by Partridge Boswell

…neither did the poplar tree—Danez Smith

Adjusting my mask as I enter the bank this morning, surly and
self-amused, I want to announce to the teller: This is a stick up!
but then see her wearing her own mask. She could easily say

the same to me. Our transaction ensues without alarms or security
or even moving our lips; she hands me a receipt, and I think how
in this country freedom can mean doing whatever the fuck you please

in pursuit of life liberty and happiness, or having a choice. Either
I’m saying raise your hands to the sky or I hands-down support you
in your pursuit.
Either I’m taking what isn’t mine (including potentially

your happiness liberty and life), or steadying the ladder so you can pick
the highest ripest fruit. In my getaway car, heist completed, I remove
the mask masking the one I already wear—my façade of private fear—

so my phone’s face ID can recognize me. What can I possibly reveal
that hasn’t been worn threadbare? That I covet identity that covers
both mercy and greed? That I’m a young brother who fits the description,

tying his shoes as he heads out for a jog that will end his life? Or a young
sister in Kabul dressed like a boy so she can go to school and learn how
to save other lives? Can I say I now empathize with the invisible, criminal, Dalit—

so marginalized they don’t even fit on the page? That each time I affix
and don this flimsy piece of fabric, I kneel to wash untouchable feet?
Parked under this poplar, I’m seeing things I didn’t before: its new heart-

shaped serrated leaves, soft-skinned and rough-edged, tender and dangerous—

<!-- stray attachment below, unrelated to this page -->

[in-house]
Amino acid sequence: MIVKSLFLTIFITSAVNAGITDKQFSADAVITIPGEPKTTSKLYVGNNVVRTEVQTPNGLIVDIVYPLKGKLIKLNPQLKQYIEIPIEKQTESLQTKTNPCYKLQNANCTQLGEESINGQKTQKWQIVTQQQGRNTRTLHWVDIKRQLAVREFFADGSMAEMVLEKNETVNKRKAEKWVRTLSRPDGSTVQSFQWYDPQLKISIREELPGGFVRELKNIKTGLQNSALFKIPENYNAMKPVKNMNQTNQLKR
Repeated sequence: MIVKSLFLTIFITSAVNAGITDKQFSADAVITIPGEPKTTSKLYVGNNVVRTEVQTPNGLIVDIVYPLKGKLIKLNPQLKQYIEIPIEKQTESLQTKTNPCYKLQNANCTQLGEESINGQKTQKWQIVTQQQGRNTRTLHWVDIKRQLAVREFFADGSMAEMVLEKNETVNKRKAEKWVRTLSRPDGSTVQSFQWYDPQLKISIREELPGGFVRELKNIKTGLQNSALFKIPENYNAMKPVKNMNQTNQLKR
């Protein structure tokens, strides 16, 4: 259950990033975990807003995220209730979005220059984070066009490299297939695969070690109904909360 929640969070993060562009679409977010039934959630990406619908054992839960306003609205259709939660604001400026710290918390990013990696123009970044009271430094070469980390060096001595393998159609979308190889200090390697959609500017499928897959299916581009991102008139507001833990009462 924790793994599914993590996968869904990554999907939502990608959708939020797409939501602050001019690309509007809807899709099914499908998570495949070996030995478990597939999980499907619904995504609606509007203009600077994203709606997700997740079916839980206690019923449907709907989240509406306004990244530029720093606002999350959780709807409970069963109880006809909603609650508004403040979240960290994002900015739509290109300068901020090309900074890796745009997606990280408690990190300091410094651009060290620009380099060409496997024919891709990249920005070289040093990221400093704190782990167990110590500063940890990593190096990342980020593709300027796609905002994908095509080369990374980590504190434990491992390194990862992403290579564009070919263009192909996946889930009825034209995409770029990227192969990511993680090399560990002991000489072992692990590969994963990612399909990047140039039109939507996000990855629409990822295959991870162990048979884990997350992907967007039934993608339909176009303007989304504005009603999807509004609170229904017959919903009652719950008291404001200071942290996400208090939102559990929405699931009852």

its facile faces unpolluted, trembling in early light with unqualified faith
in what’s to come—unlike our own sturdy stoic surfaces, boasting forty-

three muscles well-trained to betray us. A liar will look down to the left
when answering. Pupils dilate when a lover finds her world shining in
the eyes of one she’s about to kiss. A breeze light as breath stirs a crowded

rally of hearts to silent elation, hands waving wildly in a massive muted
Zoom meeting’s sign language ovation, cambium seething with unseen
life beneath the bark. Not one leaf is still, and still we say nothing. No,

I will not be beaten or executed today for breathing, nor stand in the way
of the guy who call’s me a fucking Democrat wearing a fucking mask
while I’m holding the door to our general store as he tears off the one

the store required and provided him. Thank you for keeping us safe I’ll say
as he storms away. No, I won’t proselytize masks I haven’t worn. I’ll write
what my shrouded mouth can’t rightfully say, free to love free of the fear

that divides us. The ground littered with limbs and disguises, I’ll stay rooted
to the spot until leaves are leaves and wind is wind, and the world decides
how to spin as it stirs itself again, watching birds alight in high branches,

sing a verse of pity and regret, then beat their wings and vanish from sight.